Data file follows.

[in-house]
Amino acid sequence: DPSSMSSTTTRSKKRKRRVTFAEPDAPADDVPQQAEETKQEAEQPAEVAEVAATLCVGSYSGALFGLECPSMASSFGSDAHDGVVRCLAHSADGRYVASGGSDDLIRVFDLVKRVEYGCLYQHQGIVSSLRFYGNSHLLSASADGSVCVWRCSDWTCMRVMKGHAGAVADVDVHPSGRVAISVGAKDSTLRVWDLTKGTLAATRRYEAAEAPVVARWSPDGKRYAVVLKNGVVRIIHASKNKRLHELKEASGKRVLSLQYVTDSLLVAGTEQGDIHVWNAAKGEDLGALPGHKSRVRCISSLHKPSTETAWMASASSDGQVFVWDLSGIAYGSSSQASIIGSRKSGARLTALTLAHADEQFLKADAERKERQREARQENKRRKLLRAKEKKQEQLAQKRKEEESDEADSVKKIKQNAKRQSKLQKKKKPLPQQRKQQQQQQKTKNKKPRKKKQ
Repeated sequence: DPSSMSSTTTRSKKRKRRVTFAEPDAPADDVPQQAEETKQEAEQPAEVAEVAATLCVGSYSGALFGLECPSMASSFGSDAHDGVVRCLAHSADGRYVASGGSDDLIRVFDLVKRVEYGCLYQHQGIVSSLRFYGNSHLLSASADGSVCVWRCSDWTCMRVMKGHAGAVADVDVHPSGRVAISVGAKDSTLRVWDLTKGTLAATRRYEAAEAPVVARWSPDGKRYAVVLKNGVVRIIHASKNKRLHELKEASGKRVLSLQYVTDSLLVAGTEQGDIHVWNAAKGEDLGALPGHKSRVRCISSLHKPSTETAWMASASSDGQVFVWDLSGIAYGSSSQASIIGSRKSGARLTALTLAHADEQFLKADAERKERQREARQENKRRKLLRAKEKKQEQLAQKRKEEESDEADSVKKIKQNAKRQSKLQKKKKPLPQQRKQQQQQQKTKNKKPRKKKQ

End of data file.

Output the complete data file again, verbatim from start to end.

[in-house]
Amino acid sequence: DPSSMSSTTTRSKKRKRRVTFAEPDAPADDVPQQAEETKQEAEQPAEVAEVAATLCVGSYSGALFGLECPSMASSFGSDAHDGVVRCLAHSADGRYVASGGSDDLIRVFDLVKRVEYGCLYQHQGIVSSLRFYGNSHLLSASADGSVCVWRCSDWTCMRVMKGHAGAVADVDVHPSGRVAISVGAKDSTLRVWDLTKGTLAATRRYEAAEAPVVARWSPDGKRYAVVLKNGVVRIIHASKNKRLHELKEASGKRVLSLQYVTDSLLVAGTEQGDIHVWNAAKGEDLGALPGHKSRVRCISSLHKPSTETAWMASASSDGQVFVWDLSGIAYGSSSQASIIGSRKSGARLTALTLAHADEQFLKADAERKERQREARQENKRRKLLRAKEKKQEQLAQKRKEEESDEADSVKKIKQNAKRQSKLQKKKKPLPQQRKQQQQQQKTKNKKPRKKKQ
Repeated sequence: DPSSMSSTTTRSKKRKRRVTFAEPDAPADDVPQQAEETKQEAEQPAEVAEVAATLCVGSYSGALFGLECPSMASSFGSDAHDGVVRCLAHSADGRYVASGGSDDLIRVFDLVKRVEYGCLYQHQGIVSSLRFYGNSHLLSASADGSVCVWRCSDWTCMRVMKGHAGAVADVDVHPSGRVAISVGAKDSTLRVWDLTKGTLAATRRYEAAEAPVVARWSPDGKRYAVVLKNGVVRIIHASKNKRLHELKEASGKRVLSLQYVTDSLLVAGTEQGDIHVWNAAKGEDLGALPGHKSRVRCISSLHKPSTETAWMASASSDGQVFVWDLSGIAYGSSSQASIIGSRKSGARLTALTLAHADEQFLKADAERKERQREARQENKRRKLLRAKEKKQEQLAQKRKEEESDEADSVKKIKQNAKRQSKLQKKKKPLPQQRKQQQQQQKTKNKKPRKKKQ